Taking a slight detour, socialists should adopt a more nuanced perspective on the working-class, as it mostly only exists as an ideal-typical collection of all individuals engaged in wage labour. Really existing class on the other hand rarely corresponds to this broad, “economic” interpretation of class and most likely never will, instead it being fractured by cultural, organizational and economic distinctions making it relatively hard to entirely unify or even represent them as it entails many different groups and interests. Even though all of these groups and interests are ultimately linked through the same position within the production process (of course this does not detract from the potentially progressive use of arguing for the unification of the working-class). Going back to the issue of the socialist organization the position of the militarists is quite tenuous when considering the heterogeneity of the working-class and by extension a mass socialist organization.
On the other hand there is the view that I will call the minoritarians. This group precisely emphasizes its separation from the working-class, and generally supports a view that the nature of the socialist organization’s goal is precisely to stick to its minoritarian character and exactly defined, homogeneous political views. It is then the task of this political organization to inject these views into the working-class and influence them in the “right” direction, and only at some point very near to a socialist transition (which is supposed to be quite a sudden event) can the minoritarian character of the organization be overcome as significant amounts of the working-class are won over to the previously guarded ideology of the organization and join it en masse. Again reality is more complex than this. And oddly enough the argument is relatively similar to the critique of the militarists. Namely that the mobilization of the working class is a complex issue, it being something that flows through structures that shape political life within our society. They flow through networks formed within society, determined by how work is organized, by how civil society is organized, by spatial patterns (say the divide between living and working areas). They are shaped by traditions of collective action that are constantly changing and determine the “repertoire” working-class movements draw their actions from. They are shaped by formulations of ideology and demands that have more to do with the spread of memes than with high level theorizing. A small and homogeneous political organization can intervene somewhat within this context but its main goal of influencing the working-class is fundamentally hampered by its small size and reach, in other words they are too small to intervene meaningfully in the underlying base of working-class political life. Ironically the big, mass organizations being much more successful at the purported goal of these minoritarian organizations, simply because their massive size allows them to influence the fundamental underlying structures of working-class life much easier.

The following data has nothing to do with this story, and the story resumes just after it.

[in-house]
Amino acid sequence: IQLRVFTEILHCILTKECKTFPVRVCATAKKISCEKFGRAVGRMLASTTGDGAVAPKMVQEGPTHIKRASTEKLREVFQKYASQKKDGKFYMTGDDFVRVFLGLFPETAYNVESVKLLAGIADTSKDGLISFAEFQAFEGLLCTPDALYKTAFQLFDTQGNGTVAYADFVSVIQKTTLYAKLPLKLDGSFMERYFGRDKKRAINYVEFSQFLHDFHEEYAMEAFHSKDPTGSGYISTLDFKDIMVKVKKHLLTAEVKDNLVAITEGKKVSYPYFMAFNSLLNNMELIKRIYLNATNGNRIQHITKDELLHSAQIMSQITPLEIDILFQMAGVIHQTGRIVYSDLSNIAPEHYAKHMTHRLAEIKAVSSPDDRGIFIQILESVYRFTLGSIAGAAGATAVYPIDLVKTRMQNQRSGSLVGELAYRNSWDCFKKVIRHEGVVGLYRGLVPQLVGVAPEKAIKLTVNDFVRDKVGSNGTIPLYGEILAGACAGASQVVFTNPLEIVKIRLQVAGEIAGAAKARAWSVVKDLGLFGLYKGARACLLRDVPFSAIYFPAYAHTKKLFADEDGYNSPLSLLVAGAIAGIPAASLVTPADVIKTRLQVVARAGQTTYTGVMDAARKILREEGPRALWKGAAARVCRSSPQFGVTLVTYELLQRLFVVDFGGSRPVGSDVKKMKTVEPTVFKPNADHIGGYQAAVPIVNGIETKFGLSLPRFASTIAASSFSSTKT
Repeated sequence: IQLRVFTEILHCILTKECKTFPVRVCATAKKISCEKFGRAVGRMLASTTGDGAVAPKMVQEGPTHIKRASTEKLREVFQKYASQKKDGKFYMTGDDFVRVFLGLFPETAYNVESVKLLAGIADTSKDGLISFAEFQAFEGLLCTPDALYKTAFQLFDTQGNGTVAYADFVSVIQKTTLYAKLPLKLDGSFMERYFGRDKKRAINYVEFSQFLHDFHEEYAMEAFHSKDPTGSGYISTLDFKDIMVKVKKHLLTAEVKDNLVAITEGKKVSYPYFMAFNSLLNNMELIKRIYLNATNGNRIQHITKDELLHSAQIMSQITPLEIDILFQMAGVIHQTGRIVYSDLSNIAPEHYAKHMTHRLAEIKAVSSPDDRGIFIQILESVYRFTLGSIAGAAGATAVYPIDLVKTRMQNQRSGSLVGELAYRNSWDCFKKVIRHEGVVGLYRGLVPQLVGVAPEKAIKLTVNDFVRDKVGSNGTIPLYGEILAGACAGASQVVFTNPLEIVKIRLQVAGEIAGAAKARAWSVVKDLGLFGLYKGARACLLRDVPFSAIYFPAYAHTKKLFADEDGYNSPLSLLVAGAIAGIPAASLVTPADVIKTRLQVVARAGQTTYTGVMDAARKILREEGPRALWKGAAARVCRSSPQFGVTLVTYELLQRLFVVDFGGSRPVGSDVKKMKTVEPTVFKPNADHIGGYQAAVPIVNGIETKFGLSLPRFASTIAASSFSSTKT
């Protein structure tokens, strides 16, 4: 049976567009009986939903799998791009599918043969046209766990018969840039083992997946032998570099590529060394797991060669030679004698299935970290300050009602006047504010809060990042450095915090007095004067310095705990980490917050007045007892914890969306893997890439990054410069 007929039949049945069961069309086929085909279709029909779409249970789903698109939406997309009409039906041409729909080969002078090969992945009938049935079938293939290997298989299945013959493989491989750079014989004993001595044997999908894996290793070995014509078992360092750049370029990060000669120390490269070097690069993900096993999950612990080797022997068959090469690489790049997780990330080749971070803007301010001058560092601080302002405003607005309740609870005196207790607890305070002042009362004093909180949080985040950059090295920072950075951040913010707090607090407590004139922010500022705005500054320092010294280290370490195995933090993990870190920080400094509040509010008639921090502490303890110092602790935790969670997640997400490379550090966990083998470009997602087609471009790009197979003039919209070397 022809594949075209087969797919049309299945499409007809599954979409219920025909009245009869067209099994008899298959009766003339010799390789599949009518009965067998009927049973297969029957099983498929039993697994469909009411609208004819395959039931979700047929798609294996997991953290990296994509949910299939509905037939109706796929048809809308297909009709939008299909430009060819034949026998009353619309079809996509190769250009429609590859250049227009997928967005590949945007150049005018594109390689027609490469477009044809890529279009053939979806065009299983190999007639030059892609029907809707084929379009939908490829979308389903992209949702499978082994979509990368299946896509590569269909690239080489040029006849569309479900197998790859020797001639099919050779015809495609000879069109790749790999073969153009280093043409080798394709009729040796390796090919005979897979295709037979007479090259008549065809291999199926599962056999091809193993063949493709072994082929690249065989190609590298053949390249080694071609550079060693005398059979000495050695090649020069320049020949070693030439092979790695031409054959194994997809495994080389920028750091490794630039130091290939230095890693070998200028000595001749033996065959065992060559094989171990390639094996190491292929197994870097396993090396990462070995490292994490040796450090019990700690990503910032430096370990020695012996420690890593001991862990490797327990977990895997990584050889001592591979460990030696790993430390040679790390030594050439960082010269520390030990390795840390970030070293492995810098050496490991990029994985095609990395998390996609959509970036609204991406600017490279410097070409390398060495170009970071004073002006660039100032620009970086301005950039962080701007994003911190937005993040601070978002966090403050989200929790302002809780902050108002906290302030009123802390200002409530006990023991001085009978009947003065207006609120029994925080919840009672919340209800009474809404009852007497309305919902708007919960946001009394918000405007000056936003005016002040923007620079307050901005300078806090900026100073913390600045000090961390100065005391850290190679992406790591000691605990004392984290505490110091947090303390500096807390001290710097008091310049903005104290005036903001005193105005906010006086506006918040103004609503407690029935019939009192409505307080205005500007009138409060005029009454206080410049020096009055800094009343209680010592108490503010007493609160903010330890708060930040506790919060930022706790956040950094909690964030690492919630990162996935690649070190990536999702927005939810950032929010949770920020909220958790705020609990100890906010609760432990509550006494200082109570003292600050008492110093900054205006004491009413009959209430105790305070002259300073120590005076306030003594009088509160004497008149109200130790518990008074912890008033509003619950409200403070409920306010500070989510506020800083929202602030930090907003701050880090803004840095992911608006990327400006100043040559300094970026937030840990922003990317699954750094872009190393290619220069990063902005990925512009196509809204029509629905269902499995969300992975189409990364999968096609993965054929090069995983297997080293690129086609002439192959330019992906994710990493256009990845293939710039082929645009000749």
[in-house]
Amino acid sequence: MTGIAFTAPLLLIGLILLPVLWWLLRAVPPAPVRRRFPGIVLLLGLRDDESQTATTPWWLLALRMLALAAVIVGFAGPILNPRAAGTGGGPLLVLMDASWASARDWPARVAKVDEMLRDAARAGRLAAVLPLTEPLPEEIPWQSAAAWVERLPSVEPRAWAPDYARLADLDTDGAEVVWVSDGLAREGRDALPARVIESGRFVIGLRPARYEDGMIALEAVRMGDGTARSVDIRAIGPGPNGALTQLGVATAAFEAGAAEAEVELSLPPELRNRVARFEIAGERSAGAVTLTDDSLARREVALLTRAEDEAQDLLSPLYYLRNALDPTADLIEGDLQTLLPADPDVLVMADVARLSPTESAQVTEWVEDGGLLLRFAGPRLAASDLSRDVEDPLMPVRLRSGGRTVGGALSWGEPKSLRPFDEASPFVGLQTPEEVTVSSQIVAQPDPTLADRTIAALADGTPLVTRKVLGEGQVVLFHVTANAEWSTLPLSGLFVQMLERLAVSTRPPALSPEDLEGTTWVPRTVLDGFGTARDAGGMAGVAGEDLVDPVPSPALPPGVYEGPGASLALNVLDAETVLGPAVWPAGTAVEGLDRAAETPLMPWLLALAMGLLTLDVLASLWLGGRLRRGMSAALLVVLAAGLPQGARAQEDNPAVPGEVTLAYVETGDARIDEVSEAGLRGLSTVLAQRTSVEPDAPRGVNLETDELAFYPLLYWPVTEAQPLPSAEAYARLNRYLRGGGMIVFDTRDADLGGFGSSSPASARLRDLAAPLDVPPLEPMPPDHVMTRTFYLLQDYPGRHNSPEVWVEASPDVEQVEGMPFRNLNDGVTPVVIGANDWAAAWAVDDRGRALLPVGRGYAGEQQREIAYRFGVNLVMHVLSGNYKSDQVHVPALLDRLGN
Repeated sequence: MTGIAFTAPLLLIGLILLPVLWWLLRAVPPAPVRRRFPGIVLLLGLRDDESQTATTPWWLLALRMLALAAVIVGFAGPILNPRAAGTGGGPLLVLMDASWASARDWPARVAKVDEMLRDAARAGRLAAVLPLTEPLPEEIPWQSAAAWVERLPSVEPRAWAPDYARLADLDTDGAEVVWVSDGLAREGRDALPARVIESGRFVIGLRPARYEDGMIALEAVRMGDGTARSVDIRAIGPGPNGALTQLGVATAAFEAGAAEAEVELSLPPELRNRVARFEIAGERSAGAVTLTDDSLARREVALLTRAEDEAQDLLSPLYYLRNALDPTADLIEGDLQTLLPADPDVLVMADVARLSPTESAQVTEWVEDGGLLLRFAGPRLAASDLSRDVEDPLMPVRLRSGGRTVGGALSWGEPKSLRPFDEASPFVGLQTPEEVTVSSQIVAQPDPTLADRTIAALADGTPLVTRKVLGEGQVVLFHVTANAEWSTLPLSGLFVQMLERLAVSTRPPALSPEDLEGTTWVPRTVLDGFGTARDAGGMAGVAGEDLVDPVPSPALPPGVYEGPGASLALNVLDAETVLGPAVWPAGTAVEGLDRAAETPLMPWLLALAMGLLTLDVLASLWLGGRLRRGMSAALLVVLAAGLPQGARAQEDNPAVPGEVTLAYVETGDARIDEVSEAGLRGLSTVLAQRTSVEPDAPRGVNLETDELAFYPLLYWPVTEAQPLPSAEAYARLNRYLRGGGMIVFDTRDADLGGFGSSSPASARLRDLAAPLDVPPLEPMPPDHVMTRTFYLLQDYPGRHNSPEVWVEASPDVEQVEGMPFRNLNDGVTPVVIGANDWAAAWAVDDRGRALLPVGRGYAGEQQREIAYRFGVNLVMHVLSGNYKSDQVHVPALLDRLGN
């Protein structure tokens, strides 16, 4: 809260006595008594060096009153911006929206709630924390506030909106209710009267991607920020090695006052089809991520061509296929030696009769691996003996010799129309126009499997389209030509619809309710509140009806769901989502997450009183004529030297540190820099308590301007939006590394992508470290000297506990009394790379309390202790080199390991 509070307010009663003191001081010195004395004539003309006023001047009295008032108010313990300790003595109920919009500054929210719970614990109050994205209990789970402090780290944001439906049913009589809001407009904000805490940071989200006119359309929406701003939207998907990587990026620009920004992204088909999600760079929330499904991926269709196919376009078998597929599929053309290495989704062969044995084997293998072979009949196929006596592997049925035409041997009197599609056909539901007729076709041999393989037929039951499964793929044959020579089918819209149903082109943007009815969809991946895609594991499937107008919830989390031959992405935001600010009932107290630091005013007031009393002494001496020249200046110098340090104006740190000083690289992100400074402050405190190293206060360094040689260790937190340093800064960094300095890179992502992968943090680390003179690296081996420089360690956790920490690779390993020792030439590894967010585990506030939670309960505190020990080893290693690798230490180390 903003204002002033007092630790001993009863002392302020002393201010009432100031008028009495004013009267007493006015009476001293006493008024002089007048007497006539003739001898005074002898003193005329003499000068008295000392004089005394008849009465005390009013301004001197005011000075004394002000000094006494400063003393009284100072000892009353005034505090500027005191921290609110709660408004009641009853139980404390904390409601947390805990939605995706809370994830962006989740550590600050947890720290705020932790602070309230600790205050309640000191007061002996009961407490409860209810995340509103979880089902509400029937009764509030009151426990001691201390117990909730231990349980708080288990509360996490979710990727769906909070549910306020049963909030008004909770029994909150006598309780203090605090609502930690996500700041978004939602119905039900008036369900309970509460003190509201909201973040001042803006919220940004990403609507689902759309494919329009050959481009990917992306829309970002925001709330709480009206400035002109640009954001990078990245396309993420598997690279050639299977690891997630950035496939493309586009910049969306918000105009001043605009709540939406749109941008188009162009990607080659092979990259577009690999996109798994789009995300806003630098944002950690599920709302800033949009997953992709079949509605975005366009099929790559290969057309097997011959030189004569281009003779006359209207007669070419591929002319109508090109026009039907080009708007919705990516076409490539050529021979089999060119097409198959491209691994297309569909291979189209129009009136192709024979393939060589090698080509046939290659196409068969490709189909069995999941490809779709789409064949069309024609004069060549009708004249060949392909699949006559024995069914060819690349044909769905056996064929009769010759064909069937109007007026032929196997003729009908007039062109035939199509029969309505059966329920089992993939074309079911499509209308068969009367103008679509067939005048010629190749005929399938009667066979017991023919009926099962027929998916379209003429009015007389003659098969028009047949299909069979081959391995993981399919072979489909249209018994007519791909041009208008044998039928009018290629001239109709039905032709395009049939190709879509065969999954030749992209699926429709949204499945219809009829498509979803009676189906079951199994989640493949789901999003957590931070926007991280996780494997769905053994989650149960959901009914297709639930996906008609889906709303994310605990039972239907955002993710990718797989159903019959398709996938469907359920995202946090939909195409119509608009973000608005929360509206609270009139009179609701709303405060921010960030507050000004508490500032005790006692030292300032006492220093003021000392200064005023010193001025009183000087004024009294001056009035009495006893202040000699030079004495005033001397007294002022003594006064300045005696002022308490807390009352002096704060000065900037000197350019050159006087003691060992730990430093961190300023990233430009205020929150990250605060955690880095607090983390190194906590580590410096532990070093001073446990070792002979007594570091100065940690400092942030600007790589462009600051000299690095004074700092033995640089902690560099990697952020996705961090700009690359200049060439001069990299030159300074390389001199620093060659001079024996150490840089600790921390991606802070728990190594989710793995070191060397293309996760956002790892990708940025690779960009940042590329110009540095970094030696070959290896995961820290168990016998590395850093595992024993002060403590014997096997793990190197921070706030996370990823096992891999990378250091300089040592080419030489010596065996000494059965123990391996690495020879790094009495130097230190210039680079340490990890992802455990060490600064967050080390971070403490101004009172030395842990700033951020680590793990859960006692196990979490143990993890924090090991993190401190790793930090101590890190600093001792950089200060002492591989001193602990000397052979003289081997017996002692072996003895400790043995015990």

To conclude I will put down my recommendations in relation to this issue. As I have tried to show, both approaches are fundamentally skewed. A socialist organization on one hand should be extremely careful with personifying itself with the working-class and dreaming about its control over it, as it is a hugely complex and contradictory group that will probably never in its entirety let itself be captured or represented by socialists. Not even by organizations that can incorporate significant parts of this working-class for longer periods of time. The minoritarian approach on the other hand does not carry behind it sufficient organizational capacity to intervene meaningfully in the underlying reality of working-class life. A superior approach would be to see the socialist organization(s) as a potential relay through which grass-roots initiatives can develop when they arise. The working class is thus not seen as somehow personified within the socialist organization, but on the other hand the need to build up an extensive mass organization is recognized as necessary to influence the spontaneous expressions of working-class dissent. This would be done mainly by integrating the organization within the daily life and culture of working class politics. By recognizing and influencing basic political culture of the working-class in the form of songs, slogans, symbols, traditions..etc. By integrating your organization into the organizational ecology of communities and workplaces and providing a contribution to the daily reproduction of the working-class. By building up organizational capacity (entailing everything from offices to talented organizers) that can provide the basis from which the working-class can mobilize. And finally by being a platform for the working-class to raise its voice from.